Editing, Improvisation Sparked Martin Luther King Jr.’s Most Memorable Words
“I have a dream,” the best-known line of Martin Luther King Jr.’s historic speech from the Lincoln Memorial on Aug. 28, 1963, almost wasn’t spoken.
As Biography.com writes, King’s remarks during the March on Washington would help create the Civil Rights Act of 1964 and the Voting Rights Act of 1965. During Black History Month, we reflect on his life and powerful message.
King wanted his speech to have the same impact on the nation as Abraham Lincoln’s Gettysburg Address did a century earlier. His adviser, Clarence B. Jones, who had drafted a summary of King’s ideas that would become the first seven paragraphs of the speech, convinced him to cut the “dream” idea, which King had used in previous sermons.
As an estimated 250,000 people stood listening in 87-degree heat, King declared that 100 years after the Emancipation Proclamation had ended slavery in the United States, “the Negro still is not free.” But his speech lacked the punch he had expected.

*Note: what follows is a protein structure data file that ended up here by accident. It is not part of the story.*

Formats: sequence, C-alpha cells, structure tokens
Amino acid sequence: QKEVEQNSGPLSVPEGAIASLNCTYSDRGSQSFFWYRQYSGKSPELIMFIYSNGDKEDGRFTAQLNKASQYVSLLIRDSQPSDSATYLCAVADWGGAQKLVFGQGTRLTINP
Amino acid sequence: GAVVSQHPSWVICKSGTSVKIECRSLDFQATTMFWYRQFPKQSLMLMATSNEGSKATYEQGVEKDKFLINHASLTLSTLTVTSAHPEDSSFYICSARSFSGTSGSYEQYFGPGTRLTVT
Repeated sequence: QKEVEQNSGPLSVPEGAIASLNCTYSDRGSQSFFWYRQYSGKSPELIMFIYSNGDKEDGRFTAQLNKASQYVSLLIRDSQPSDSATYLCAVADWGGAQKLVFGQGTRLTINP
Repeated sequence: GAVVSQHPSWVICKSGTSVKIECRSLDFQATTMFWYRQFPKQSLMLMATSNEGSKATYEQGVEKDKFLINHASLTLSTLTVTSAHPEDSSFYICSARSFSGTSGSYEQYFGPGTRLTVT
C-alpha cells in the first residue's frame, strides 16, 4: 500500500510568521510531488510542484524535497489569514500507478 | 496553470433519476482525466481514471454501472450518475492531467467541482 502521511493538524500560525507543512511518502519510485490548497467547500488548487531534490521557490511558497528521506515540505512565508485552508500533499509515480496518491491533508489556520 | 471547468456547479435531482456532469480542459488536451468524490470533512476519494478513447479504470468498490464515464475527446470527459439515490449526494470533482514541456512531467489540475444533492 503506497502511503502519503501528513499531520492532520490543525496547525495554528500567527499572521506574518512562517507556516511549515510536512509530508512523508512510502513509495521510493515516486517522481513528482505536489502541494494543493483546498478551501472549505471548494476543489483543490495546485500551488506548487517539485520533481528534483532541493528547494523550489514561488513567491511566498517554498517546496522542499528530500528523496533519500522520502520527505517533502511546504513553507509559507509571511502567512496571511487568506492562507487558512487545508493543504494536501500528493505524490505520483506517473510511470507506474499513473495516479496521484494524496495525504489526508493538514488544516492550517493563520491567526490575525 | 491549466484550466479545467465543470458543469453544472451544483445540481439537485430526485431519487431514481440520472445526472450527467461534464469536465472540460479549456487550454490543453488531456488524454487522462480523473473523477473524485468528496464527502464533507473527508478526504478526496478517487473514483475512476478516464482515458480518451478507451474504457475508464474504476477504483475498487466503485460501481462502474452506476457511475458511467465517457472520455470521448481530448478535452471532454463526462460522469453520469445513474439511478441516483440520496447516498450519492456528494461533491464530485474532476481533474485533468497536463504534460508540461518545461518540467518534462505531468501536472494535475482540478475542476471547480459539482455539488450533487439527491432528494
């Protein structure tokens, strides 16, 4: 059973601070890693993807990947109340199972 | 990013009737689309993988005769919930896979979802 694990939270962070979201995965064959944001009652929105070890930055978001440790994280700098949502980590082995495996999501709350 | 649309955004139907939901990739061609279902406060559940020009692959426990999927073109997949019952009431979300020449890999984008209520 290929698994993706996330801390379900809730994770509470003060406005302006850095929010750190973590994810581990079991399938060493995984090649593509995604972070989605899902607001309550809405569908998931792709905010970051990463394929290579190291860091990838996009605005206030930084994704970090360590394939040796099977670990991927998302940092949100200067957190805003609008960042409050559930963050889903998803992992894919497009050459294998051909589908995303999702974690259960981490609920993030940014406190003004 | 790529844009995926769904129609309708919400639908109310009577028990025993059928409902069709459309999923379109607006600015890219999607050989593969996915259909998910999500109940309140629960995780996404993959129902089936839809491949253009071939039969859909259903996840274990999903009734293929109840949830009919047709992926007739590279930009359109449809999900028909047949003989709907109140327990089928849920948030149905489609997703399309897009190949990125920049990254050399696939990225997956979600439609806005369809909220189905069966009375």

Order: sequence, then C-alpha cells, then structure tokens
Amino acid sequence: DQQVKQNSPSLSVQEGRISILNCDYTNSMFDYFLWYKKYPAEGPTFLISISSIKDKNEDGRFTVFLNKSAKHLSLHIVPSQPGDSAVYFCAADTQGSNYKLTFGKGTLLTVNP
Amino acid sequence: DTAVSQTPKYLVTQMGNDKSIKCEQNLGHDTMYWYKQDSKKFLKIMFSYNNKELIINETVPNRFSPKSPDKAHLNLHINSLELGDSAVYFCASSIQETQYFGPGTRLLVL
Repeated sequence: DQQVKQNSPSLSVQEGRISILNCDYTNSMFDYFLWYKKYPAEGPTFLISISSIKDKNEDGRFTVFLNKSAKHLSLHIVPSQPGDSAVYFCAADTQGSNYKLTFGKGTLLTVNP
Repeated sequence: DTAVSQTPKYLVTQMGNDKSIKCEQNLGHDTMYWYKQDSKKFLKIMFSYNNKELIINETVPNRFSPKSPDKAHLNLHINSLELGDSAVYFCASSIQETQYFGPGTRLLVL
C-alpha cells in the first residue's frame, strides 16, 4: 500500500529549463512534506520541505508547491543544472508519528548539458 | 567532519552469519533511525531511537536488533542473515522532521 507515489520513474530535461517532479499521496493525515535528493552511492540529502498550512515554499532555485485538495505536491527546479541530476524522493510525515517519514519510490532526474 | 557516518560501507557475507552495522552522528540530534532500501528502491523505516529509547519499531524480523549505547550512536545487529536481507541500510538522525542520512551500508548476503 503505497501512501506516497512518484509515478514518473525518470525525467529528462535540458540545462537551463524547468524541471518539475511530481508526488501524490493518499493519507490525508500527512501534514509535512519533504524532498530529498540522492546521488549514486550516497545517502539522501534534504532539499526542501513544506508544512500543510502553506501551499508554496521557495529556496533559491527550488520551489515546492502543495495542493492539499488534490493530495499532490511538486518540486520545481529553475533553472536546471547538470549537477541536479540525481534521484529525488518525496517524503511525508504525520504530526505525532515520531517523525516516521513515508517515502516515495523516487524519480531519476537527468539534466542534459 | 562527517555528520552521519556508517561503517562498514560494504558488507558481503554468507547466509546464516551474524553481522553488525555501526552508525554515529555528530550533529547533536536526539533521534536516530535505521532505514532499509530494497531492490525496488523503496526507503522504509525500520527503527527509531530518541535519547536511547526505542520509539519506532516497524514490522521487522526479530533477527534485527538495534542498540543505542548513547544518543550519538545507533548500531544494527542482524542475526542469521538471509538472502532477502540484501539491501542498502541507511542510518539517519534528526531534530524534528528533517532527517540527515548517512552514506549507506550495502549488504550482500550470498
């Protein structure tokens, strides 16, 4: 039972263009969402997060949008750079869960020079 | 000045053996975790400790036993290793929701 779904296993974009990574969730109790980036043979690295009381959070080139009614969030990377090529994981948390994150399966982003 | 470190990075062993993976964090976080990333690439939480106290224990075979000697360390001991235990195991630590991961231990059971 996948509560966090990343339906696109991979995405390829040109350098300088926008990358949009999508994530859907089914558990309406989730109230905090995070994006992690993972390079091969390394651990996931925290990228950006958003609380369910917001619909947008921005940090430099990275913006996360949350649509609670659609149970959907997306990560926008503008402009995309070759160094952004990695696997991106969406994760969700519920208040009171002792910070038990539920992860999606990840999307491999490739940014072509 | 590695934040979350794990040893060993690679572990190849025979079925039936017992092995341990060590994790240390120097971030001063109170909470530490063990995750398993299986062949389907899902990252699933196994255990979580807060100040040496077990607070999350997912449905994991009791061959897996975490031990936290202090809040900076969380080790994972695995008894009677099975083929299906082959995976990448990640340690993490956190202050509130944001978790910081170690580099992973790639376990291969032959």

Standing nearby, singer Mahalia Jackson shouted, “Tell ’em about the dream, Martin!” Improvising, he said: “I have a dream that one day this nation will rise up and live out the true meaning of its creed: ‘We hold these truths to be self-evident, that all men are created equal….’ I have a dream that my four little children will one day live in a nation where they will not be judged by the color of their skin but by the content of their character.”
As Biography.com notes: “King looked back on all the long hours preparing and realized that nothing resonated more than reading a crowd and trusting his instinct.”